From California University of Pennsylvania’s Journal:
2012 Election Outlook: Race for the White House
Addressing an overflow crowd in Eberly Hall, four political experts predicted that President Barack Obama will win re-election by a razor-thin margin in November.
Political analyst Jon Delano served as moderator for the 2012 Election Outlook, which brought a popular panel of political scientists back to Cal U on March 27 for a lively discussion of the race for the White House.
Delano grabbed a legal pad and took notes as he elicited forecasts from panelists Costa Panagopoulos, of Fordham University; Dan Shea, of Allegheny College; William Binning, of Youngstown State University; and Louis Jacobson, a staff writer for Politifact.com.
All have visited Cal U before, and even before the presentation began, University President Angelo Armenti, Jr. invited them to return and dissect the election results.
“We’re coming back in November,” said Delano, the money and politics editor at KDKA-TV. “We’ll talk about whether your predictions turn out to be right or wrong.”
The audience of students, faculty, staff and community members listened intently as Panagopoulos explained a mathematical model that successfully has predicted the result of all but four presidential races since 1948.
Only two variables — the incumbent’s approval rating and the state of the nation’s economy — are needed to forecast the result several months in advance, he said.
“It’s likely to be a close election, decided in the battleground states,” Panagopoulos concluded.
“It’s going to be darned close,” agreed Shea.
Elections are won by persuasion and mobilization, he explained: “You have to convince voters, and then get them to the polls.” But a highly polarized electorate and the rise of “super PACs” with millions to spend on political advertising make the current election less predictable than past races.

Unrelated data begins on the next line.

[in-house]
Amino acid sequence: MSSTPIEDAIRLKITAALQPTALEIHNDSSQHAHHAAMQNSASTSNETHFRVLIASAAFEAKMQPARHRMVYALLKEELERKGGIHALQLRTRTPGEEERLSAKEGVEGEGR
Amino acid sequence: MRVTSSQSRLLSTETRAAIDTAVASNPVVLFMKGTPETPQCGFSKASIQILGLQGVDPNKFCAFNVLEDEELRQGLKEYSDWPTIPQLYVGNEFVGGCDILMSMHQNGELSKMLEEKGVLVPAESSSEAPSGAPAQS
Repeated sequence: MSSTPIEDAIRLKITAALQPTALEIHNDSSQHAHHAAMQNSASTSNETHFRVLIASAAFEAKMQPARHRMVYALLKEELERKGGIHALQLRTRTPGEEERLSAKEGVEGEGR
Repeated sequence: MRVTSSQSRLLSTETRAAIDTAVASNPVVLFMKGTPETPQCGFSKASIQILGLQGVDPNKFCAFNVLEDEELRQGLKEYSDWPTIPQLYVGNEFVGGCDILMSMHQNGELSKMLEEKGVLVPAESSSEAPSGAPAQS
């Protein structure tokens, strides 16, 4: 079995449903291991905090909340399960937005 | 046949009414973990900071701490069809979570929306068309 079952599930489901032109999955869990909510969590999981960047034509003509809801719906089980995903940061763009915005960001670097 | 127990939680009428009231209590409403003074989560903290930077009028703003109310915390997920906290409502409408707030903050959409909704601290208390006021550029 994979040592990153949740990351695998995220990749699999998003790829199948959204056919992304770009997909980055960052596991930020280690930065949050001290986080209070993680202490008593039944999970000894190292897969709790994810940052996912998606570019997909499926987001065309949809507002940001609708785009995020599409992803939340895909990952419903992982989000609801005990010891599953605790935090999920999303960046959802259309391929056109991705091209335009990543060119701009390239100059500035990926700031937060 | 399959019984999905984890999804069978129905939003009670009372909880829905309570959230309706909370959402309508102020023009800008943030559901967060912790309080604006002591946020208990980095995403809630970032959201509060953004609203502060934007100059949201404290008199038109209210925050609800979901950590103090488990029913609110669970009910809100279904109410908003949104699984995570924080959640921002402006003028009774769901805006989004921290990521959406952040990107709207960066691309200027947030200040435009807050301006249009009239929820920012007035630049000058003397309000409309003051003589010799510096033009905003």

The panel agreed that Mitt Romney is likely to be the GOP contender, despite his tepid appeal to conservative voters. “But will disgruntled Republicans hold their nose and vote for Romney, or will they stay home?” Shea asked.
Binning focused his comments on the role of healthcare policy, a polarizing issue for voters. The Supreme Court is scheduled to rule on the Obama administration’s Affordable Health Care Act in June, he noted, “and the decision, either way, will have ramifications for the presidential election.”
“No matter what happens … people will realize that who we elect as president will make a difference in the makeup of the Supreme Court,” he said.
Discussing the role of the Electoral College, Jacobson described this year’s presidential race “not as a national election, but as an election of 50 states and the District of Columbia.”
The outcome will turn on results in about a dozen battleground states, he said, including Ohio and Pennsylvania.
In 2010, Republicans in many of those states gained ground in the governor’s mansion and state legislatures.
“It’s still basically a toss-up, and there’s still a long way to go,” he said.
Noting that none of the current Republican candidates appears willing to step aside, “the GOP convention could be an interesting one to watch.”
The conversation took a lighter turn when Delano asked the panelists, “What does Republican candidate Mitt Romney need if he’s going to win?”
“A heart transplant would take him a long way,” quipped Binning, who suggested that a running mate who seems “less robotic and out of touch” might help Republican voters warm up to the candidate.
In the end, the panelists agreed that both President Obama and his GOP rival must focus on the economy if they hope to win votes.
“And that’s frustrating for all the candidates, because they can’t control it,” Jacobson said.
A lively question-and-answer session touched on topics ranging from energy policy to healthcare, clearly a subject of interest to many audience members.
“America is coming to the realization that the healthcare system is dramatically broken,” Shea said, as heads nodded throughout the room.
The 2012 Election Outlook was presented by the American Democracy Project, a multi-campus initiative focused on higher education’s role in preparing the next generation of informed, engaged citizens. Dr. Melanie Blumberg, a professor in the Department of History and Political Science, advises the ADP and organized the presentation.
Co-sponsors of the event were the Office of the President, the Office of Academic Affairs/Provost, the College of Liberal Arts, the Department of History and Political Science, and Cal Campaign Consultants.
For more information on ADP at CalU, go here.